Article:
I received another really interesting email the other day and I thought I’d write about it in my continuing series on Internet Scams. I got an email supposedly from American Express as shown in the following figure:

The thing about it though was I knew that American Express didn’t have this email address. My ISP flagged it as Spam, always a useful aid and there were a lot of other things about the message that confirmed that it was just another scam.

In my Outlook inbox I used Qurb (now called ‘CA Anti-Spam Plus’) which makes sure that no messages make it into my inbox unless I have them in my contact list, I’ve written to that address or manually approved the address previously. That makes it easy to spot Spam since all suspect messages are siphoned off into a special folder that I can peruse later to free up messages from new, approved senders. Thunderbird on the other hand doesn’t have (that I know of) a whitelisting Spam filter, so I have to drill through my Spam manually. Fortunately it does support the identification of Junk senders and uses Bayesian Probability to identify Spam based upon the messages I’ve marked as Spam previously. Here's an article from Wired Magazine where I first heard of this technology.

Anyway, as I read through the email I saw a lot of things that assured me that this was spam. For the screen shot I turned on message headers - which provide me with a whole bunch of additional information about the source of the message. I blurred some if the information in the screen shot to help protect my ISP’s servers.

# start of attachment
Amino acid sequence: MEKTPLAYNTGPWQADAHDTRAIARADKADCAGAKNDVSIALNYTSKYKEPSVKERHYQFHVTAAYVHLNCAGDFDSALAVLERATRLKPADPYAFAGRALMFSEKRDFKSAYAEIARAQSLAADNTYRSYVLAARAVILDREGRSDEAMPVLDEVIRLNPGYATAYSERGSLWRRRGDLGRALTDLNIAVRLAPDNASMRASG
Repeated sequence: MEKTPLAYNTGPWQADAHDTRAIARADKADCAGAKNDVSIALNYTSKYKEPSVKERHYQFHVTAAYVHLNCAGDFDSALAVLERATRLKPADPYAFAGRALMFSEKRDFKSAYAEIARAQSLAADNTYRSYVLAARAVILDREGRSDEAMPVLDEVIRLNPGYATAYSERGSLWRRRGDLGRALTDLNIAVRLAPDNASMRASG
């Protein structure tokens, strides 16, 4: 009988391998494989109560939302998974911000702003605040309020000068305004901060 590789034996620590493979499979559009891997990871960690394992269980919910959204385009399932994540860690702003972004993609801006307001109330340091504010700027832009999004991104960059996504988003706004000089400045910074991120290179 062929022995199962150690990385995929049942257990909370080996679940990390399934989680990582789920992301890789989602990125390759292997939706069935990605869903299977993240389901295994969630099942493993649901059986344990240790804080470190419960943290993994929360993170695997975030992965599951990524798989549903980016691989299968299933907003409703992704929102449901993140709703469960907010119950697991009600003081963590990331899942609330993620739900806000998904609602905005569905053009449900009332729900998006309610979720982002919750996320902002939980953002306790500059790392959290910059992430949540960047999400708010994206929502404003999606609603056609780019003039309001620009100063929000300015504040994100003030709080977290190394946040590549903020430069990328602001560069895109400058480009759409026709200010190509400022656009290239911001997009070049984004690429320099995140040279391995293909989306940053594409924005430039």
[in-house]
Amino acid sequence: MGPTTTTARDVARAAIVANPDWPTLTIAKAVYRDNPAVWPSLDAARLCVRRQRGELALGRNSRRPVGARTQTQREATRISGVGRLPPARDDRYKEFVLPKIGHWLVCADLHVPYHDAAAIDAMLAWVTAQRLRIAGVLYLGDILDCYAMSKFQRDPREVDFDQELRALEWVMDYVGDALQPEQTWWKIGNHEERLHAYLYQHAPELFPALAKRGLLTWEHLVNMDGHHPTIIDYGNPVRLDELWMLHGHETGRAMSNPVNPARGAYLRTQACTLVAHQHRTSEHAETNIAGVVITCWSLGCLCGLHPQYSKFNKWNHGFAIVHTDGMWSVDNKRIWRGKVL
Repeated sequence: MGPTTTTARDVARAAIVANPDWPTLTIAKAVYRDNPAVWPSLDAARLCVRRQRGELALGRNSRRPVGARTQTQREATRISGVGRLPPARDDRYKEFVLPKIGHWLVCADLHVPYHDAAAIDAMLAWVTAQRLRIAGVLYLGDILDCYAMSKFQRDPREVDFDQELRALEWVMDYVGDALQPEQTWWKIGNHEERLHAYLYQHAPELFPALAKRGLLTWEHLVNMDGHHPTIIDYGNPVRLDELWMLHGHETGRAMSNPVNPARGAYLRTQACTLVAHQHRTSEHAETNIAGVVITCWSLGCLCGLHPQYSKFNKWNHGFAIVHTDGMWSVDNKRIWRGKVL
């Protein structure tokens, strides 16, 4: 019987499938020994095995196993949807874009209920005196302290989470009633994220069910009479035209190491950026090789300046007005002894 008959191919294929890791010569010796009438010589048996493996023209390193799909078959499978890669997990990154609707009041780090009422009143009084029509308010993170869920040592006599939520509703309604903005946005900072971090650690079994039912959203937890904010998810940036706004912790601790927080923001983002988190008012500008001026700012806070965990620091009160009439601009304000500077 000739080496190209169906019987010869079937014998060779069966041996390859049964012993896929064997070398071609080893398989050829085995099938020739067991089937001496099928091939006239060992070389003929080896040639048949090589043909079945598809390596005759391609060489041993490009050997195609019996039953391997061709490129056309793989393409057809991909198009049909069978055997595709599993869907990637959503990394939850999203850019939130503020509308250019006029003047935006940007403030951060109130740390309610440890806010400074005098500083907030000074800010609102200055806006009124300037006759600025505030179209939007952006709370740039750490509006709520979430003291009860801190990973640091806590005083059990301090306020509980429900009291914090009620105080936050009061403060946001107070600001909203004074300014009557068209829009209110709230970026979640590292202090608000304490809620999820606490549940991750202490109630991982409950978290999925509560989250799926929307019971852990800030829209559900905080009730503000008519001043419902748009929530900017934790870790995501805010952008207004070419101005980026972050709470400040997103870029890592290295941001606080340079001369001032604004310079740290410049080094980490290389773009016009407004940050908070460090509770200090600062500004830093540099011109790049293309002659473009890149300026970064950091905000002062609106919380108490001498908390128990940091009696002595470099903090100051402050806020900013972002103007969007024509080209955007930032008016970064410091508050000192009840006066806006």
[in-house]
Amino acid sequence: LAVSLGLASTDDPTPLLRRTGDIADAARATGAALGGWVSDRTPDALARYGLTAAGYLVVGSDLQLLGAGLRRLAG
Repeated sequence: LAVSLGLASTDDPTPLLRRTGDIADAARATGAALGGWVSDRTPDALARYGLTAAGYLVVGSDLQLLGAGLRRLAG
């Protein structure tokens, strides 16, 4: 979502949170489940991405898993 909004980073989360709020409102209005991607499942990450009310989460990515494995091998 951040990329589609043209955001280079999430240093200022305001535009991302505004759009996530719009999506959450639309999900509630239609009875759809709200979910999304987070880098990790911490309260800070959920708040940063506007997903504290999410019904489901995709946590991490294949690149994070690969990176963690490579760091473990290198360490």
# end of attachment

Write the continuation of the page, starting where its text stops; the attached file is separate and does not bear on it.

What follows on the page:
Let’s go through the list:

  1. Message Subject: Not likely that American Express is going to send me a message about an ‘American Express Online Form.’ There couldn’t possibly be anything like that I’d need to address.
  1. American Express would always address me by name, not using ‘Dear American Express Customer.’
  2. Message Body: It just doesn’t make sense.
  3. Logo: There’s no American Express logo in the email anywhere. The scammer sent an HTML format email message rather than plain text, so you’d think since it’s already HTML that a logo file would be displayed (further luring me into believing that the message actually came from American Express).
  4. To Address: The message was sent to ‘’ which isn’t where it was delivered (it was delivered to ). That’s a sure sign that it’s Spam!
  5. Received Address: From looking at the message headers, it’s clear that the message thinks it was received from an account at The University of Texas at El Paso (utep.edu). Ya, I’m pretty sure American Express is not going to send me a message from a University computer system/account.
  6. Return-Path: The headers show that the return address is set to an email account in Russia. I’m pretty sure American Express isn’t going to be sending me email messages from Russia.
  7. X-Mailer: The headers show that the message was sent by Microsoft Outlook Express 6.00.2900.2180. I’m pretty sure American Express is not going to be sending me email messages from Outlook Express.
That’s all I have for this one. I’ll keep posting these things as they come up – it’s just fascinating (for me anyway) to see these messages dissected.

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